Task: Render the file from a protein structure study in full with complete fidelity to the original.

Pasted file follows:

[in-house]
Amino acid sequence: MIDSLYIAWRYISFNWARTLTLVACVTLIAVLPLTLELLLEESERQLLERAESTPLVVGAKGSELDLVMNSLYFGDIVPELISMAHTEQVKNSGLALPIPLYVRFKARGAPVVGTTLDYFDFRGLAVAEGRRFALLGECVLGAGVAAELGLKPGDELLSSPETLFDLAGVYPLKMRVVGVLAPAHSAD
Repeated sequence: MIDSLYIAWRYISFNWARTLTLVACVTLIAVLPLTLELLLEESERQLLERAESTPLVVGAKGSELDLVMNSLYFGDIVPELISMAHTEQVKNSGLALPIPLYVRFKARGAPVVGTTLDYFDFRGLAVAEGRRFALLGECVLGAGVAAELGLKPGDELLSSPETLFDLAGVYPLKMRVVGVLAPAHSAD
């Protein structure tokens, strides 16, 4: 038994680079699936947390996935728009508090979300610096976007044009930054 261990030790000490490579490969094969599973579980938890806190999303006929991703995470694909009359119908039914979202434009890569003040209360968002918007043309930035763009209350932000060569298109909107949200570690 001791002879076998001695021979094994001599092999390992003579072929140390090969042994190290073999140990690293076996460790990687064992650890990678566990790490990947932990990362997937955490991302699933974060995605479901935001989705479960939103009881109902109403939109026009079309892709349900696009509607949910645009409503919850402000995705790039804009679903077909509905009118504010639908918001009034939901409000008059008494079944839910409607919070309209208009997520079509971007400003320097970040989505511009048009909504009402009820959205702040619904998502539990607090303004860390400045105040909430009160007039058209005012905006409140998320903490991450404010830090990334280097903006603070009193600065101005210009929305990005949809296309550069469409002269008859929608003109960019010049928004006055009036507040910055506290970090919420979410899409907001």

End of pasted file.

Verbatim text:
[in-house]
Amino acid sequence: MIDSLYIAWRYISFNWARTLTLVACVTLIAVLPLTLELLLEESERQLLERAESTPLVVGAKGSELDLVMNSLYFGDIVPELISMAHTEQVKNSGLALPIPLYVRFKARGAPVVGTTLDYFDFRGLAVAEGRRFALLGECVLGAGVAAELGLKPGDELLSSPETLFDLAGVYPLKMRVVGVLAPAHSAD
Repeated sequence: MIDSLYIAWRYISFNWARTLTLVACVTLIAVLPLTLELLLEESERQLLERAESTPLVVGAKGSELDLVMNSLYFGDIVPELISMAHTEQVKNSGLALPIPLYVRFKARGAPVVGTTLDYFDFRGLAVAEGRRFALLGECVLGAGVAAELGLKPGDELLSSPETLFDLAGVYPLKMRVVGVLAPAHSAD
């Protein structure tokens, strides 16, 4: 038994680079699936947390996935728009508090979300610096976007044009930054 261990030790000490490579490969094969599973579980938890806190999303006929991703995470694909009359119908039914979202434009890569003040209360968002918007043309930035763009209350932000060569298109909107949200570690 001791002879076998001695021979094994001599092999390992003579072929140390090969042994190290073999140990690293076996460790990687064992650890990678566990790490990947932990990362997937955490991302699933974060995605479901935001989705479960939103009881109902109403939109026009079309892709349900696009509607949910645009409503919850402000995705790039804009679903077909509905009118504010639908918001009034939901409000008059008494079944839910409607919070309209208009997520079509971007400003320097970040989505511009048009909504009402009820959205702040619904998502539990607090303004860390400045105040909430009160007039058209005012905006409140998320903490991450404010830090990334280097903006603070009193600065101005210009929305990005949809296309550069469409002269008859929608003109960019010049928004006055009036507040910055506290970090919420979410899409907001």